Meet the young boy who inspired a lifesaving law in his home state of New Hampshire while battling a debilitating heart condition.
Parker Bolton was born with a congenital heart defect known as hypoplastic left heart syndrome. The condition was first detected during his mother 's 20-week checkup. Doctors had difficulty hearing Parker’s heartbeat.
Little did the Boltons know this was the start of a long journey for their family. Parker had his first open heart surgery at just 7 days old, his second heart surgery when he was 2 months old, and his third when he was 2 1/2 years old.
After that surgery, there was nothing else that could be done for Parker surgically and was transferred to Boston Children's Hospital's heart transplant team. For the next six years, he was clinically managed with medications and over 20 cardiac catheterizations.
Inspired by the exceptional care her son was receiving, Casey Bolton became an advocate. She pushed for a law that would require all babies born in New Hampshire to be tested for the seven critical congenital heart defects. After she met with representatives in 2011, they decided to name it Parker's Law.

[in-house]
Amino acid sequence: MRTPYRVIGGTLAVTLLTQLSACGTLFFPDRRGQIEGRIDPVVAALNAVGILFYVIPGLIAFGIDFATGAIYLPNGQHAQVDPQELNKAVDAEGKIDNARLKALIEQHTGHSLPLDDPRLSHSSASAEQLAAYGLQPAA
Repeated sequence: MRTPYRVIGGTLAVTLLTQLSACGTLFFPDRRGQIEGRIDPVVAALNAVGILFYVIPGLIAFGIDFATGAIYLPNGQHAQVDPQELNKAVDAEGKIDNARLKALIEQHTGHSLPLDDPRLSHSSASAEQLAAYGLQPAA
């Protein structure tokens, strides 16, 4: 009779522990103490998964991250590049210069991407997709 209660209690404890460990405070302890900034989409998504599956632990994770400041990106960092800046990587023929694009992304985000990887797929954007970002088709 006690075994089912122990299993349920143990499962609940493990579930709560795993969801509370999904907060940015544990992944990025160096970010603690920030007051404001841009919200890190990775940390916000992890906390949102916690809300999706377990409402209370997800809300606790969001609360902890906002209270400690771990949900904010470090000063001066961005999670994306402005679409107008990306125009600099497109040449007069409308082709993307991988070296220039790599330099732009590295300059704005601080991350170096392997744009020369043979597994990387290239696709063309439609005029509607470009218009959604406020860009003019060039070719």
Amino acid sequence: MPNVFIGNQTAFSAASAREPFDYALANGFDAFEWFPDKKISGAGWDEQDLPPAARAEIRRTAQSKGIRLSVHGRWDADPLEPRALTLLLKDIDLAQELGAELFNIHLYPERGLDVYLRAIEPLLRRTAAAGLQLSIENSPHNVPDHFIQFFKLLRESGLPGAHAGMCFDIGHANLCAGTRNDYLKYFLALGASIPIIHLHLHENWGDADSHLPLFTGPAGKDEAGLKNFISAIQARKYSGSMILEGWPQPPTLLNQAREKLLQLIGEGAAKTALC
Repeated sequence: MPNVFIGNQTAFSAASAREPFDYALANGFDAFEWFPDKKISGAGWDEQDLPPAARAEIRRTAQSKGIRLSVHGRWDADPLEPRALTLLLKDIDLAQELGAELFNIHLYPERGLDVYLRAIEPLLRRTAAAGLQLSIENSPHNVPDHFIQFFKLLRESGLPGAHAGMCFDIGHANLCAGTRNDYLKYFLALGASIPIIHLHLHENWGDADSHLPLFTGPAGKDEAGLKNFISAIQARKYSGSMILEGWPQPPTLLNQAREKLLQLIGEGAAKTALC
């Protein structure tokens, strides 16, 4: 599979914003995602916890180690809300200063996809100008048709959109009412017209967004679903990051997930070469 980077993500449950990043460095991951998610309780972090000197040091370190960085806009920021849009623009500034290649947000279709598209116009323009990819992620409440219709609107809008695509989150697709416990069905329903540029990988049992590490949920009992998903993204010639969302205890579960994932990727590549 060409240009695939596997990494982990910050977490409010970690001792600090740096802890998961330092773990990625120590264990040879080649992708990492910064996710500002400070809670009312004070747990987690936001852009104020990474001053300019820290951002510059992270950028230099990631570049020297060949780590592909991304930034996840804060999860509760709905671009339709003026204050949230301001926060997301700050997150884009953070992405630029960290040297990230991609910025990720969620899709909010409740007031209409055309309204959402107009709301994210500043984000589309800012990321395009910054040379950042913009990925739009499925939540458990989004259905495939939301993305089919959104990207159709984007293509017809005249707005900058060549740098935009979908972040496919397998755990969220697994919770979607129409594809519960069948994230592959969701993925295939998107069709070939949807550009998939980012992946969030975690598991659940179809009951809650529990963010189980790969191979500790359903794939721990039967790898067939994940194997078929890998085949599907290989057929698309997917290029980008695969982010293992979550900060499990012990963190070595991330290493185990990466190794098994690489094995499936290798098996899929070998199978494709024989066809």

In 2012, Parker's Law was passed when he was only 4 years old.
By the time Parker was 9, his condition took an unexpected turn and he underwent an emergency open heart surgery for the fourth time. He needed a heart transplant and the clock was ticking.
Finally, on May 16, 2019, Parker received a heart transplant. Today, Parker is no longer on blood thinners and has taken up ice skating, snow tubing and riding horses, which have become his second-favorite animal.
But even before his transplant surgery, his mom says Parker always had a positive personality.
“What surprises me most about Parker is that he doesn’t complain about his condition," said Casey Bolton.
"He’s taught us what true strength is; he is mentally stronger than anyone I’ve ever known," she said. "He has taught us how to live life to the fullest, make the best of everything and not to stress the small stuff. While living in the hospital we still had fun for the months we waited. We played with the staff, did sour challenges and hot sauce challenges. We made the best of our days and actually had fun."
Parker also enjoys advocating alongside his mother. "It has made him proud of the condition he was born with, and allows him to share his experiences to help others going through the same thing. It’s been rewarding to be able to help others," said Casey Bolton.
And he has big dreams, which include becoming a father, husband, scientist, a child life specialist, a veterinarian, a pediatrician, a video game designer and an author.
Parker, you’re one inspiring kid!
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